Historic Structures

Vicksburg and Brunswick Train Station, Eufaula Alabama

Date added: May 4, 2018 Categories: Alabama Train Station

Railroads were part and parcel of the nation's nineteenth century industrial infancy. Antebellum Alabama planters envisioned railways exporting the region's agricultural commodities and simplifying trading between parts of the state divided by mountain ranges and unnavigable river routes. But railways grew slowly until state and regional leaders aggressively pursued industrialization after the Civil War. In the south, as historians Tom Terrill and William Cooper described, railroads "formed the superstructure of the economy of the New South. They were the elemental precondition to better times."

A railway mania swept the South after the Civil War, infecting politicians, businessmen, and potential railway laborers. Despite the war-related destruction, and with the help of northern capitol and government subsidies, by 1880 railroad mileage in the South doubled that in 1860, reaching 19,430 miles. Mileage tripled between 1880 and 1900 as railroads scaled mountains, transcended rivers, and thus made more land exploitable for agriculture, cattle, and industry. Alabama, with Georgia, Arkansas, and Texas, led the region in state aid to railroads and in new construction from 1865 to 1875. More than 300 companies operated lines in the South by 1890, but only 60 companies operated and owned up to 100 miles of track. Small companies, operating short stretches of track, provided the bulk of the region's railway network.

The Vicksburg & Brunswick Railroad Company, organized in 1867, was typical of the small railway companies that built lines connecting trading and industrial towns throughout the South. The company originally envisaged connecting Eufaula to Meridian, Mississippi via Troy, Greenville, and Camden, Alabama, but the railroad never made it past Clayton, Alabama, that 21-mile section being completed in 1871. Southwest Railroad Company began leasing the line in 1872, but 1879 the company was in foreclosure, and Central Railroad & Banking Company of Georgia, Southwest's creditor, purchased the railroad for $80,000. The railroad reorganized in 1883 as the Eufaula and Clayton Railroad, a subsidiary of Central Railroad, and the new directors extended the railroad another 40 miles to Ozark, producing the Ozark and Eufaula Railroad. Central Railroad & Banking Company expanded quickly in the 1870s and 1880s, hoping to challenge Louisville & Nashville's monopoly over the state's mineral regions. Towards this end, the Savannah and Western (a Central Railroad & Banking Company subsidiary) consolidated the line connecting Ozark and Eufaula with Columbus & Western Railroad and East Alabama & Cincinnati Railroad in the mid-1880s.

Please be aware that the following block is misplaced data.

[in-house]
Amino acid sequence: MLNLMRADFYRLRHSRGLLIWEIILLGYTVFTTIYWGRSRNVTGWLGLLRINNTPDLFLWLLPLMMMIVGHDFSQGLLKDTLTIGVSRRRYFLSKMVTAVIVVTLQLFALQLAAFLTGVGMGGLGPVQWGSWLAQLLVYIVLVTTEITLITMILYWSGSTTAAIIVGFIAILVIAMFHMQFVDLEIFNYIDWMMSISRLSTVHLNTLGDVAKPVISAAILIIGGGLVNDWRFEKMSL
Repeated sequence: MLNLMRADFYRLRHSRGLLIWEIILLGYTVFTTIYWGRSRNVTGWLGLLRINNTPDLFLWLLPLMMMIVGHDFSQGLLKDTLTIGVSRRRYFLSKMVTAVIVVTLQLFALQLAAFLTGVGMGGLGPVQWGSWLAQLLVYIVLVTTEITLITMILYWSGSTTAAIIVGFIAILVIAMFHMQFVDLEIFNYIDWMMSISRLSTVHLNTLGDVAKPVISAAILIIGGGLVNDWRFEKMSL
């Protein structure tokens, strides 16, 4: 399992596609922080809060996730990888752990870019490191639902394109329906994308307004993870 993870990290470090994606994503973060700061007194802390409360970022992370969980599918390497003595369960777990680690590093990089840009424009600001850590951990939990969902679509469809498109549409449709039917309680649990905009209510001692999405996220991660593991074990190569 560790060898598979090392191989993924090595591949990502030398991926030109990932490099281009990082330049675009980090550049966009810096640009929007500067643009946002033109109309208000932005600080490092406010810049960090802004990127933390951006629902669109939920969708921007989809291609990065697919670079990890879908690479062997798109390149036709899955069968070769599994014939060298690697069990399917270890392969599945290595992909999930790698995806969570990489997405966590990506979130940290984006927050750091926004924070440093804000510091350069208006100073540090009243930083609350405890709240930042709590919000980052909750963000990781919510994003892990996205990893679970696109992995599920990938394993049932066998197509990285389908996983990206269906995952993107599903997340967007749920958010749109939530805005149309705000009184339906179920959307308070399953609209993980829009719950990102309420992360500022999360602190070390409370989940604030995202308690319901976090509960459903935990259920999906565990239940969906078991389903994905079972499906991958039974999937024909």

The Vicksburg & Brunswick Railroad Company built the Eufaula depot in 1872 as a combination passenger and freight terminal. Such nineteenth-century railroad depots became town centers and local attractions in the South. Built with distinguished flair, usually with current Italianate influences (often including louvered roundels and decorative lintels and brackets), the depots celebrated the New South's desire for growth, industrialization, and urbanization. In 1875, a writer for Building News observed that depots had become "to the nineteenth what monasteries and cathedrals were to the 13th century. They are truly the only real representative building we possess .... Our metropolitan termini have been leaders of the art spirit of the time." The Vicksburg & Brunswick fit this pattern and included tall arched windows and decorative wooden brackets and brickwork. But in 1891 the poor condition of the Eufaula depot demanded a new facility and was leased for various purposes until 1948, when the Eufaula Hardware Company rented the building to use as a warehouse.

The building was later purchased by the Eufaula United Methodist Church.

The depot comprises 7500 square feet of enclosed space (not including basement). Windows are arched on the exterior and square and shuttered on the interior. Brick walls measure 12' thick. Roof trusses (comprising three 2 x 12' brick pilasters. A standing-seam metal roof was added in the twentieth century (original roof unknown). Lower portions of salmonbrick (underbaked) brickwork are patched with cement. Decorative wooden brackets in each pilaster add support for the roof overhang. Four front (east side) rooms (400 square feet each) served as offices and as a passenger waiting area. Three basement bearing walls run the length of the building at about 12 feet on centers, crossed above by 2.5 x 12' heart pine joists about 16' on center. Loading docks have since been removed.